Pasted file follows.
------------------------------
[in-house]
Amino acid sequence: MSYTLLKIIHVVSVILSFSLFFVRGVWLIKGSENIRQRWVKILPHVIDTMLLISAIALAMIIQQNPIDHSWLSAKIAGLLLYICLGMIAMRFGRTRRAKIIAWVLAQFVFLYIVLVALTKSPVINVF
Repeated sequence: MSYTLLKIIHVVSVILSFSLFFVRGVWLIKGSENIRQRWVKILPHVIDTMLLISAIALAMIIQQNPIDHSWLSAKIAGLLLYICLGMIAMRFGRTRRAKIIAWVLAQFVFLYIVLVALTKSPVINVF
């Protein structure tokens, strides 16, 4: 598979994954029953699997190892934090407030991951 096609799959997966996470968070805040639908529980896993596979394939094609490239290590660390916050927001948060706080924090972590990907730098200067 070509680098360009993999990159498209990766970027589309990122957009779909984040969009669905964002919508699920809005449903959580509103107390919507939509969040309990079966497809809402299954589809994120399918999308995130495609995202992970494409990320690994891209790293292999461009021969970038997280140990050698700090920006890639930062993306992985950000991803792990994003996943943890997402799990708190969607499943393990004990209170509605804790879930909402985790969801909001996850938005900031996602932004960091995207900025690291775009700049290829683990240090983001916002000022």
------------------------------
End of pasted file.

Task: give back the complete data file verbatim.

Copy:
[in-house]
Amino acid sequence: MSYTLLKIIHVVSVILSFSLFFVRGVWLIKGSENIRQRWVKILPHVIDTMLLISAIALAMIIQQNPIDHSWLSAKIAGLLLYICLGMIAMRFGRTRRAKIIAWVLAQFVFLYIVLVALTKSPVINVF
Repeated sequence: MSYTLLKIIHVVSVILSFSLFFVRGVWLIKGSENIRQRWVKILPHVIDTMLLISAIALAMIIQQNPIDHSWLSAKIAGLLLYICLGMIAMRFGRTRRAKIIAWVLAQFVFLYIVLVALTKSPVINVF
């Protein structure tokens, strides 16, 4: 598979994954029953699997190892934090407030991951 096609799959997966996470968070805040639908529980896993596979394939094609490239290590660390916050927001948060706080924090972590990907730098200067 070509680098360009993999990159498209990766970027589309990122957009779909984040969009669905964002919508699920809005449903959580509103107390919507939509969040309990079966497809809402299954589809994120399918999308995130495609995202992970494409990320690994891209790293292999461009021969970038997280140990050698700090920006890639930062993306992985950000991803792990994003996943943890997402799990708190969607499943393990004990209170509605804790879930909402985790969801909001996850938005900031996602932004960091995207900025690291775009700049290829683990240090983001916002000022």